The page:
The agile methodology is a method of managing a project where many different tasks are completed at the same time in short bursts or “sprints”, as opposed to the traditional waterfall method where they are completed one after another. Agile is important to localization because it is one of the most common techniques used by those who need a fluid, dynamic translation solution. The main difference between agile localization and the more traditional waterfall variety is that agile localization allows the different parts of a project to get completed in shorter sprints, instead of one after the other. This means that agile localization is more responsive to changes that come up during the course of the project.
While pursuing an agile strategy, it is important to consider the content framework of the localization project. Without the right kind of framework it is difficult to attain success with agile localization: these tips will help you strengthen your agile framework for content and translation.
It seems that everywhere you turn, you hear the same message: content is king. It’s true: content can be found almost anywhere, from the blogs that we read on a daily basis to instruction manuals to the social media updates posted by our friends and favorite brands.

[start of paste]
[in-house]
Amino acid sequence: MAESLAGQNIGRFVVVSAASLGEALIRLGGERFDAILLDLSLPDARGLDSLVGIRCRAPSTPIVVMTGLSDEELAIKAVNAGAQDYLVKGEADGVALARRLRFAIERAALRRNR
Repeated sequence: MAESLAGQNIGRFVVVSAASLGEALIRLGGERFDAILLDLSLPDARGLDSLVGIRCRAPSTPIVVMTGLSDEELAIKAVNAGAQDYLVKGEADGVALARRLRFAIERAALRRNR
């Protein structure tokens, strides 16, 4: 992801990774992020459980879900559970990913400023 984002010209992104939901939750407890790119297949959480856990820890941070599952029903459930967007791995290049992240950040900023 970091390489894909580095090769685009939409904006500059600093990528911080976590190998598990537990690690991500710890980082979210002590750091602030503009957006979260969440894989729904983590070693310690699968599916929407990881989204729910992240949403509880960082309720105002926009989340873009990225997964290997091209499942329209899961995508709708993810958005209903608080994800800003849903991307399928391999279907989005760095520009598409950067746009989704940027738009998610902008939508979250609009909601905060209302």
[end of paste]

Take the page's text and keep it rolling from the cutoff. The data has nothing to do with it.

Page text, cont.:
However, companies looking to globalize their business model often run into a big content-related challenge: localization. It can be tricky to translate certain words and phrases into other languages, especially colloquialisms. While it is critical to have dependable localization professionals working on your localization project, it might be possible to simplify the process through content strategy and standardization.
Standardizing a Localized Content Strategy
In basic terms, a content strategy is a standard or process that defines content in three areas: creation, delivery, and governance. Creation refers to the why element of a specific piece of content: for example, a brochure for a new car created by a car company to tout its benefits over last year's model. Delivery refers to the medium with which the content is delivered: will it be a print brochure, or a web page? Governance refers to the way that content is reviewed and changed, and the workflows that are used in the strategy: one aspect of governance, for example, is whether or not content will be created using agile or traditional workflows.